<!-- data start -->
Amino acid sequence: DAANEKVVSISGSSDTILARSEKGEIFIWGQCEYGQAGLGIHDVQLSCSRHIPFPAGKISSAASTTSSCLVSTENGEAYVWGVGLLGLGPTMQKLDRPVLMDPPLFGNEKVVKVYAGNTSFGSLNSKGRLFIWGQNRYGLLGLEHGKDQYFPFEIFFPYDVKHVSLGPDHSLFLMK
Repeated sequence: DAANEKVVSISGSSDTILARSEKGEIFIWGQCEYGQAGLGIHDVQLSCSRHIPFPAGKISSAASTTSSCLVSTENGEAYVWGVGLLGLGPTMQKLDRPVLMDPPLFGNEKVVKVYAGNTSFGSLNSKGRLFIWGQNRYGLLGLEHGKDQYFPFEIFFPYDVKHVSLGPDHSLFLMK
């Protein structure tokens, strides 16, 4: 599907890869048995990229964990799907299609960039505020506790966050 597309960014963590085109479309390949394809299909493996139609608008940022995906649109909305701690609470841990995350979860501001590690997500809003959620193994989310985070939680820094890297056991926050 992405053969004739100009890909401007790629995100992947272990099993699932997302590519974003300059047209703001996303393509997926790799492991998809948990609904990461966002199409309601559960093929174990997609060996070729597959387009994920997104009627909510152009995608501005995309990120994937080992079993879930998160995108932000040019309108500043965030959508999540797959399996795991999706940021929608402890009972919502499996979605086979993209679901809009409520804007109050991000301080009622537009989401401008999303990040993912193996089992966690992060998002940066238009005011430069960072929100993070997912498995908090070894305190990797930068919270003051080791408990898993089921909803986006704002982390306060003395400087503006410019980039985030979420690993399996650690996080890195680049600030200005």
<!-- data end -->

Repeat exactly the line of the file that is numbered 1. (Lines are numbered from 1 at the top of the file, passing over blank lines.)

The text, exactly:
Amino acid sequence: DAANEKVVSISGSSDTILARSEKGEIFIWGQCEYGQAGLGIHDVQLSCSRHIPFPAGKISSAASTTSSCLVSTENGEAYVWGVGLLGLGPTMQKLDRPVLMDPPLFGNEKVVKVYAGNTSFGSLNSKGRLFIWGQNRYGLLGLEHGKDQYFPFEIFFPYDVKHVSLGPDHSLFLMK